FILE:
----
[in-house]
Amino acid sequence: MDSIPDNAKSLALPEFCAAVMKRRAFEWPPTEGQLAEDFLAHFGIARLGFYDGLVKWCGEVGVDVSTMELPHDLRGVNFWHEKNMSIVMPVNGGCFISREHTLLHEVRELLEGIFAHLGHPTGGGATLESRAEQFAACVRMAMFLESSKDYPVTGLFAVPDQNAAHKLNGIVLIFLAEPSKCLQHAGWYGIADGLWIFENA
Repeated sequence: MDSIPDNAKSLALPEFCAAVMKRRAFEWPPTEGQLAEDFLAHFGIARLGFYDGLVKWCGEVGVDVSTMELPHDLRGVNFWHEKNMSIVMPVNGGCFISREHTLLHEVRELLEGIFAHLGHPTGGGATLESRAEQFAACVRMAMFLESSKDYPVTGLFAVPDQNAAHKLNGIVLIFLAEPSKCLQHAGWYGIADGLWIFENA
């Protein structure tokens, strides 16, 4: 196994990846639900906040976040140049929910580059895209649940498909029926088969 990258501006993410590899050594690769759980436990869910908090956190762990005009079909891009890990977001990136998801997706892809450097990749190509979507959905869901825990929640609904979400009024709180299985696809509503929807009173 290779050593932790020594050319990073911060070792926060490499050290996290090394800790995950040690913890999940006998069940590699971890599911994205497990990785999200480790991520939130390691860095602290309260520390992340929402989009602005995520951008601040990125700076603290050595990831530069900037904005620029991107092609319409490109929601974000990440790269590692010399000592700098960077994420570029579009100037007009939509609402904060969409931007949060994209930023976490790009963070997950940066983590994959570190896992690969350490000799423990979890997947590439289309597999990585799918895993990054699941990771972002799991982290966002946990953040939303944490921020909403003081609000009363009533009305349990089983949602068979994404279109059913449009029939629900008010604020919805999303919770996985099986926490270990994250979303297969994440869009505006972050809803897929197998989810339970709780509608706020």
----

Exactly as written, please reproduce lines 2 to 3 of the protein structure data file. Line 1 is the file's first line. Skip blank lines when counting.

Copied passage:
Amino acid sequence: MDSIPDNAKSLALPEFCAAVMKRRAFEWPPTEGQLAEDFLAHFGIARLGFYDGLVKWCGEVGVDVSTMELPHDLRGVNFWHEKNMSIVMPVNGGCFISREHTLLHEVRELLEGIFAHLGHPTGGGATLESRAEQFAACVRMAMFLESSKDYPVTGLFAVPDQNAAHKLNGIVLIFLAEPSKCLQHAGWYGIADGLWIFENA
Repeated sequence: MDSIPDNAKSLALPEFCAAVMKRRAFEWPPTEGQLAEDFLAHFGIARLGFYDGLVKWCGEVGVDVSTMELPHDLRGVNFWHEKNMSIVMPVNGGCFISREHTLLHEVRELLEGIFAHLGHPTGGGATLESRAEQFAACVRMAMFLESSKDYPVTGLFAVPDQNAAHKLNGIVLIFLAEPSKCLQHAGWYGIADGLWIFENA